Steve Wozniak, the mastermind behind Apple, casts off his low profile and steps forward to tell his story for the first time. His new book, iWoz: How I Invented the Personal Computer and Had Fun Along the Way, provides a firsthand account of the humanist inventor who ignited the computer revolution with the invention of the first true personal computer, the Apple I.
A Silicon Valley icon and philanthropist for the past three decades, Steve Wozniak, Founder, Chairman and CEO of Wheels of Zeus (wOz), helped shape the computing industry with his design of Apple's first line of products the Apple I and II and influenced the popular Macintosh. For his achievements at Apple Computer, Steve was awarded the National Medal of Technology by the President of the United States in 1985, the highest honor bestowed America's leading innovators.
Publisher, Business Journal, Silicon Valley
Chris Kelley, CEO National Kidney Foundation of Northern California
Elaine Petrocelli is the owner of Book Passage in Corte Madera, an independent bookstore that is renowned for its event schedule of authors, reader events, conferences, and writing classes.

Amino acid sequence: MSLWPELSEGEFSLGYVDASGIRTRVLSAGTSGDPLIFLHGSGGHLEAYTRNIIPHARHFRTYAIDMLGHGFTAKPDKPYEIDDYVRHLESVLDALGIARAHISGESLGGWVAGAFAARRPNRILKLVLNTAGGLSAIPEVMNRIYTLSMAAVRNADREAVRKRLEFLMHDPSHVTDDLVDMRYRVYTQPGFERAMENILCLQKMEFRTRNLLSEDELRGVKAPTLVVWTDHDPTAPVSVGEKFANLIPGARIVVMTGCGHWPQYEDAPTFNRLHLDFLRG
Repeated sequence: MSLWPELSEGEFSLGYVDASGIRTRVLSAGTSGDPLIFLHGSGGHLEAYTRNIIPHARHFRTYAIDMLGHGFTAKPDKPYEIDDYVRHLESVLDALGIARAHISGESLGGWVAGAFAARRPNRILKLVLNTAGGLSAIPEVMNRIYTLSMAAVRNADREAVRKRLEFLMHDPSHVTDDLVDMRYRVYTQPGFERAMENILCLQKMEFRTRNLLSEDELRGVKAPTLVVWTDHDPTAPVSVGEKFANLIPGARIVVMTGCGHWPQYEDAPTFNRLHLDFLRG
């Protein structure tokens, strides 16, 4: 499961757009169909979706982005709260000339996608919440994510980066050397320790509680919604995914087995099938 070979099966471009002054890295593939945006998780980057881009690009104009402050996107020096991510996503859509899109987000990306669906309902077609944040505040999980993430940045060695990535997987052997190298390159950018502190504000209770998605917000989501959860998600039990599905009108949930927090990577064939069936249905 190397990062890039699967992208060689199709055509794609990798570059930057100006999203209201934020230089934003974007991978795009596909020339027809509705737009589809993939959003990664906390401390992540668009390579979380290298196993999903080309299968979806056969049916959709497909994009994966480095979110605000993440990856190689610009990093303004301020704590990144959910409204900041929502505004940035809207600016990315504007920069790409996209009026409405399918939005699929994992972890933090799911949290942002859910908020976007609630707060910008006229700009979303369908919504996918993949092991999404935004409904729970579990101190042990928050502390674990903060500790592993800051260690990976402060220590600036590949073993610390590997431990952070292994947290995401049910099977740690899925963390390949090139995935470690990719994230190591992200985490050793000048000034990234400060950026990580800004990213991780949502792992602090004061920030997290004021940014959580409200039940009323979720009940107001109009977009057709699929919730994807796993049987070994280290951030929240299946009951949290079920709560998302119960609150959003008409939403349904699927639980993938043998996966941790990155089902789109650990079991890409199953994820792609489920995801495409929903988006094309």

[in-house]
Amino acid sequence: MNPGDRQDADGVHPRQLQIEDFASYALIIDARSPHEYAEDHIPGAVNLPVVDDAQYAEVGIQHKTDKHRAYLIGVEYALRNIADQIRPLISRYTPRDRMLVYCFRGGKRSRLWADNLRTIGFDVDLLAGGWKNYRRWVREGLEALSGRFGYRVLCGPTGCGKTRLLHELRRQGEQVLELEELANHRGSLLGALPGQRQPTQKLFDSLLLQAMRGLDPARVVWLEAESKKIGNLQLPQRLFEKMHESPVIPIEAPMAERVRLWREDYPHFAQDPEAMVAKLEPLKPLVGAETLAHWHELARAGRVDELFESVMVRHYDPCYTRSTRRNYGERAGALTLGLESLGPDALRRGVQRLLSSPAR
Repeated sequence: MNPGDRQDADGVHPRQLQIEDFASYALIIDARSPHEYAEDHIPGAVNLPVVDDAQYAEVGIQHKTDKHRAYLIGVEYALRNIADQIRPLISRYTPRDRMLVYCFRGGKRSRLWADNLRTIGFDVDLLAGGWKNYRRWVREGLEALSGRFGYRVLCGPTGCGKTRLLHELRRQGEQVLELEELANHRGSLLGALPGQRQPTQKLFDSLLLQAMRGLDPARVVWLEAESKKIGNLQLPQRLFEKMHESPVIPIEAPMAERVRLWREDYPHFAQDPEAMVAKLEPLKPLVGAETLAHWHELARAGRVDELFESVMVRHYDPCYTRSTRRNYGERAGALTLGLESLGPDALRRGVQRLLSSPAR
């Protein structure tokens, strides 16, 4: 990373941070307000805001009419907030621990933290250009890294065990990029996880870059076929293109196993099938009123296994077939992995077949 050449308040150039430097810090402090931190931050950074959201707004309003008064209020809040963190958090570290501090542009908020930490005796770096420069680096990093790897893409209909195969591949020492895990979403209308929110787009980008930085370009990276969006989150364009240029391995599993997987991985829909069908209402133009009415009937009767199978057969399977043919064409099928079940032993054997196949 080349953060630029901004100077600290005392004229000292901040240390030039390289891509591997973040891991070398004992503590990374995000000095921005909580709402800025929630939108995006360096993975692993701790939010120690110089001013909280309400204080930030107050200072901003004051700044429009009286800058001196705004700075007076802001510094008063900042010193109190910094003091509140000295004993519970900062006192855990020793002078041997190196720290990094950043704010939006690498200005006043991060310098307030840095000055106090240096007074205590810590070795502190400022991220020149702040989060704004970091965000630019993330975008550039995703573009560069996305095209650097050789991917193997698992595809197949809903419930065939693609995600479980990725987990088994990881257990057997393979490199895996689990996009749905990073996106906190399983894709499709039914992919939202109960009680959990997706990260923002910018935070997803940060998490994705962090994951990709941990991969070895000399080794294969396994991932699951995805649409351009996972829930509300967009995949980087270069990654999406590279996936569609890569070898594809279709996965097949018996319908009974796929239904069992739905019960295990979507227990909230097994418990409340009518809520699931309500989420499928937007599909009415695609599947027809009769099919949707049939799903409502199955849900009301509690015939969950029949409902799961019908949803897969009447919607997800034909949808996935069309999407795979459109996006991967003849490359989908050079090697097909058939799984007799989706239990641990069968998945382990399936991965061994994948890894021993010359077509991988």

Elaine has been chosen "Bookseller of the Year" by Publishers Weekly magazine, and her constantly-updated list of book recommendations is followed by readers throughout the Bay Area and the nation.
A Silicon Valley icon and philanthropist for more than thirty years, Steve Wozniak has helped shape the computing industry with his design of Apple’s first line of products the Apple I and II and influenced the popular Macintosh. In 1976, Wozniak and Steve Jobs founded Apple Computer Inc. with Wozniak’s Apple I personal computer. The following year, he introduced his Apple II personal computer, featuring a central processing unit, a keyboard, color graphics, and a floppy disk drive. The Apple II was integral in launching the personal computer industry.
(born Aug. 11, 1950, San Jose, Calif., U.S.) U.S. computer engineer. He designed electronic devices and games while still in his teens. In the 1970s he worked for Hewlett-Packard. In 1976 he and Steven Jobs founded Apple Computer (incorporated in 1977; now Apple Inc.). Badly injured in a 1981 plane crash, he took a leave from Apple, but he returned to work on the revolutionary Macintosh computer. He left Apple for good in 1985, the year he was awarded the National Medal of Technology. He has since taught in elementary school.